Next – expand the Unix/Linux Computers folder in the left tree (near the bottom) and make sure we have discovered the individual objects, like Linux Server State, Linux Disk State, and Network Adapter state:




Run Health explorer on one of the discovered disks.  Remove the filter at the top to see all the monitors for the disk:




Close health explorer. 

Select the Operating System Performance view.   Review the performance counters we collect out of the box for each monitored OS.




Out of the box – we discover and apply a default monitoring template to the following objects:

  • Operating System
  • Logical disk
  • Network Adapters

Optionally, you can enable discoveries for:

  • Individual Logical Processors
  • Physical Disks

I don’t recommend enabling additional discoveries unless you are sure that your monitoring requirements cannot be met without discovering these additional objects, as they will reduce the scalability of your environment.


Out of the box – for an OS like RedHat Enterprise Linux 5 – here is a list of the monitors in place, and the object they target:




There are also 50 rules enabled out of the box.  46 are performance collection rules for reporting, and 4 rules are event based, dealing with security.  Two are informational letting you know whenever a direct login is made using root credentials via SSH, and when su elevation occurs by a user session.  The other two deal with failed attempts for SSH or SU.


To get more out of your monitoring – you might have other services, processes, or log files that you need to monitor.  For that, we provide Authoring Templates with wizards to help you add additional monitoring, in the Authoring pane of the console under Management Pack templates:




In the reporting pane – we also offer a large number of reports you can leverage, or you can always create your own using our generic report templates, or custom ones designed in Visual Studio for SQL reporting services.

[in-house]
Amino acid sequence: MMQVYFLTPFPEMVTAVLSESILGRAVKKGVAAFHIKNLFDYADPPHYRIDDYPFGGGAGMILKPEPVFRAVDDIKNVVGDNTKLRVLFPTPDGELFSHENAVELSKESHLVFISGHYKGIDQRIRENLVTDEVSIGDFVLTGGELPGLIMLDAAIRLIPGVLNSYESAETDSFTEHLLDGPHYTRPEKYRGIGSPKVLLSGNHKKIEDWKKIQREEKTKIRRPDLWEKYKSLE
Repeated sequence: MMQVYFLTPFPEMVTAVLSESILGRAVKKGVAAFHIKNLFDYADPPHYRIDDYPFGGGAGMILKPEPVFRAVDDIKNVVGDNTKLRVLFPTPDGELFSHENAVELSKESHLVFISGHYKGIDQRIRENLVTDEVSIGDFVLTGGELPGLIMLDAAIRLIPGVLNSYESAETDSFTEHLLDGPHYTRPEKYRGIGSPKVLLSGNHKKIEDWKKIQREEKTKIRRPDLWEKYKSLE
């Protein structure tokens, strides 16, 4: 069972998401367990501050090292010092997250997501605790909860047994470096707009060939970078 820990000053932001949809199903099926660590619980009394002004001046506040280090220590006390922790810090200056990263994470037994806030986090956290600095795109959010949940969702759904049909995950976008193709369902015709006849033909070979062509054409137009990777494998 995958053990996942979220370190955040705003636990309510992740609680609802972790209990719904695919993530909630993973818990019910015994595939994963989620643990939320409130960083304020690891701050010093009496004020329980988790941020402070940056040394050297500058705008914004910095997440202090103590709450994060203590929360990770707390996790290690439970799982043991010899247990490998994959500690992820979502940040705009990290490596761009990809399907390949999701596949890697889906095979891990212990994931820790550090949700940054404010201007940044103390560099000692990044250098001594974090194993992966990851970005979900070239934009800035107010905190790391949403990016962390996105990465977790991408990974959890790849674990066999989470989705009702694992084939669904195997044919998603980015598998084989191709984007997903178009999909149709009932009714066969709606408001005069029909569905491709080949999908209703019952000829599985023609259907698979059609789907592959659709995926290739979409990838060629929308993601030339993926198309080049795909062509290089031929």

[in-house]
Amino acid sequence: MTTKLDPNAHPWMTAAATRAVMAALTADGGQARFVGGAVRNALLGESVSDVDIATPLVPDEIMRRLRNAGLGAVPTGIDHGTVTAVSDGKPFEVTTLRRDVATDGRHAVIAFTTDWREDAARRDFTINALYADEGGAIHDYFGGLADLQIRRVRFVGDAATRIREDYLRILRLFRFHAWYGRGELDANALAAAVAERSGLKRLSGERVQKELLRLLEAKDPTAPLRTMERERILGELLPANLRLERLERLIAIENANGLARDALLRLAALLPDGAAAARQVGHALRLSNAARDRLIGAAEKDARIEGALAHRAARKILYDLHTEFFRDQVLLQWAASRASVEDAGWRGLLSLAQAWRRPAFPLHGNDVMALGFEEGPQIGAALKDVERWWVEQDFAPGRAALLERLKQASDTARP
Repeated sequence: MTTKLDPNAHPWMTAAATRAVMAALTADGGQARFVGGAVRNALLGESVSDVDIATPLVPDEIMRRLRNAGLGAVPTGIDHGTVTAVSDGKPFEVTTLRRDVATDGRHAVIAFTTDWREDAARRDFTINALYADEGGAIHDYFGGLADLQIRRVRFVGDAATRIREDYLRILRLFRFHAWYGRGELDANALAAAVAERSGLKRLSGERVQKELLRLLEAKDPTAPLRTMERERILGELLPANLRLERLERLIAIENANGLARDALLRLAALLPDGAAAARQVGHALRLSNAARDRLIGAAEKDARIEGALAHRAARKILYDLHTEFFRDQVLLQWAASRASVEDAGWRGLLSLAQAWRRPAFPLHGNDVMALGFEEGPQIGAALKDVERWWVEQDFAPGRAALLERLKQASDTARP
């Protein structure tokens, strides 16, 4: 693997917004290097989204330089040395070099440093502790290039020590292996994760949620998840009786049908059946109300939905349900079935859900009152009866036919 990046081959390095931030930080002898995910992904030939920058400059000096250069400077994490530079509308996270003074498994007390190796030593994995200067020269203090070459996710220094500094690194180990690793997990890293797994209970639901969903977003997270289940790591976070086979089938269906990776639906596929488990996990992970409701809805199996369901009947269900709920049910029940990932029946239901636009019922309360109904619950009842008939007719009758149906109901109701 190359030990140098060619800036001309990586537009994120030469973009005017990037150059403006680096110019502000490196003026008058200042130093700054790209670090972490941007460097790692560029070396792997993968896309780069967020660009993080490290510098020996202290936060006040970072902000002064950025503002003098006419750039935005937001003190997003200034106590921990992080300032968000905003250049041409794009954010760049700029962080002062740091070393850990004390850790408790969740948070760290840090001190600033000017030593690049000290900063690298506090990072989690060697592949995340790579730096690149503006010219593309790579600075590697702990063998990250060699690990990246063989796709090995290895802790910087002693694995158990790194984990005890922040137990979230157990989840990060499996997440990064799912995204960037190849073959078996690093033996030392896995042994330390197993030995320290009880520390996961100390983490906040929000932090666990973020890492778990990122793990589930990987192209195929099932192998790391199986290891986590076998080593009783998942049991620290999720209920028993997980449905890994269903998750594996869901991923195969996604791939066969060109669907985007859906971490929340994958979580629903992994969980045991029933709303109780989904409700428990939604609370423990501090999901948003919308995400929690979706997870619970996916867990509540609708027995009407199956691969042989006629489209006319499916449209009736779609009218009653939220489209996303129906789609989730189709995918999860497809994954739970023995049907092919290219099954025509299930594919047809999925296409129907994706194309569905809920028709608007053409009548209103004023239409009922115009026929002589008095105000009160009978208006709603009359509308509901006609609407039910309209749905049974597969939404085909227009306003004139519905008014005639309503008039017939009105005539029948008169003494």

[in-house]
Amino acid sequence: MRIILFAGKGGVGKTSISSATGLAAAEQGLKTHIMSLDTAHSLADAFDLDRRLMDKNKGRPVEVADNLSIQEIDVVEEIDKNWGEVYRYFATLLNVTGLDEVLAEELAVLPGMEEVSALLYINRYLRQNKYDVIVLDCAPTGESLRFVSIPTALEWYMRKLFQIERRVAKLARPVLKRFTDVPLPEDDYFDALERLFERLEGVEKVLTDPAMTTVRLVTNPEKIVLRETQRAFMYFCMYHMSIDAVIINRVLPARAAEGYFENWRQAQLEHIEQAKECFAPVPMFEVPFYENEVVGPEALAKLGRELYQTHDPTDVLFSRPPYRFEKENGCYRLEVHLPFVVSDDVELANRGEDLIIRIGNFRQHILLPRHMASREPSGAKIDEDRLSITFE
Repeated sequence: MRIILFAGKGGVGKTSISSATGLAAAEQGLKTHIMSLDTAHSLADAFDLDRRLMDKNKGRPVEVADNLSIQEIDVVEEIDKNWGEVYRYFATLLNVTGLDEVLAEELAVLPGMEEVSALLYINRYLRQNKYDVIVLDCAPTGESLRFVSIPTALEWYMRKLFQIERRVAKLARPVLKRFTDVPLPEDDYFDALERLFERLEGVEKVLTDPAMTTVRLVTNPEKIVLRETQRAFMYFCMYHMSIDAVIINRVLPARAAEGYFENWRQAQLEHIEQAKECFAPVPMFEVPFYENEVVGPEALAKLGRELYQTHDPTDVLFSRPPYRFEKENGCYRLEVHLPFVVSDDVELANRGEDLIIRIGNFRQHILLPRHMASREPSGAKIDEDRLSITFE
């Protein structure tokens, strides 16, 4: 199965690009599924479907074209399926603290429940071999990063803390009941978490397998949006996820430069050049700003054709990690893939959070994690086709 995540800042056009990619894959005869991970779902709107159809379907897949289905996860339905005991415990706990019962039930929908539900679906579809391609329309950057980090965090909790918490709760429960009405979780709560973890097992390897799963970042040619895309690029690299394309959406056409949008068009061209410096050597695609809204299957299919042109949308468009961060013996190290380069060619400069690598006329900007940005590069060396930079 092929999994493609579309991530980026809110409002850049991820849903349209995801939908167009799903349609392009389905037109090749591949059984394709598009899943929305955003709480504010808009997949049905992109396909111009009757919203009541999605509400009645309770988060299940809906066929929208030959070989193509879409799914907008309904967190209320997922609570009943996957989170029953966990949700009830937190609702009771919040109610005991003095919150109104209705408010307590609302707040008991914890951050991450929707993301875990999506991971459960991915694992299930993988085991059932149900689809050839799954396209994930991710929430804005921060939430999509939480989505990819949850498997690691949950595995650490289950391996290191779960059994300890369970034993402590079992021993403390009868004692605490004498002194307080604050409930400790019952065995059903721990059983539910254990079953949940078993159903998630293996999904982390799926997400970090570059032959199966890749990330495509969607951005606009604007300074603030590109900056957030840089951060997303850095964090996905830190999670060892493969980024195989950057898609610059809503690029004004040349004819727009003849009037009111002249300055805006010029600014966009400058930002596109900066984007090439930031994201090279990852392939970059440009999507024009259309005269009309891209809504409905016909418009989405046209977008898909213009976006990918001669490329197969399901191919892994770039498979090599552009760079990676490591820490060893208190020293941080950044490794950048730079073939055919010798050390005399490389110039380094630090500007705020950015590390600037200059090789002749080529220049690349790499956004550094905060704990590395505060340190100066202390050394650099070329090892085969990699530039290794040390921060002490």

As you can see, it is a fairly well rounded solution to include Unix and Linux monitoring into a single pane of glass for your other systems, from the Hardware, to the Operating System, to the network layer, to the applications.

Partners and 3rd party vendors also supply additional management packs which extend our Unix and Linux monitoring, to discover and provide detailed monitoring on non-Microsoft applications that run on these Unix and Linux systems.





The majority of troubleshooting comes in the form of failed discovery/agent deployments.


Microsoft has written a wiki on this topic, which covers the majority of these, and how to resolve:


  • For instance – if your DNS name that you provided does not match the DNS hostname on the Linux server, or match it’s SSL certificate, or if you failed to export/import the SCX certificates for multiple management servers in the pool, you might see:




Agent verification failed. Error detail: The server certificate on the destination computer ( has the following errors:
The SSL certificate could not be checked for revocation. The server used to check for revocation might be unreachable.

The SSL certificate is signed by an unknown certificate authority.
It is possible that:
1. The destination certificate is signed by another certificate authority not trusted by the management server.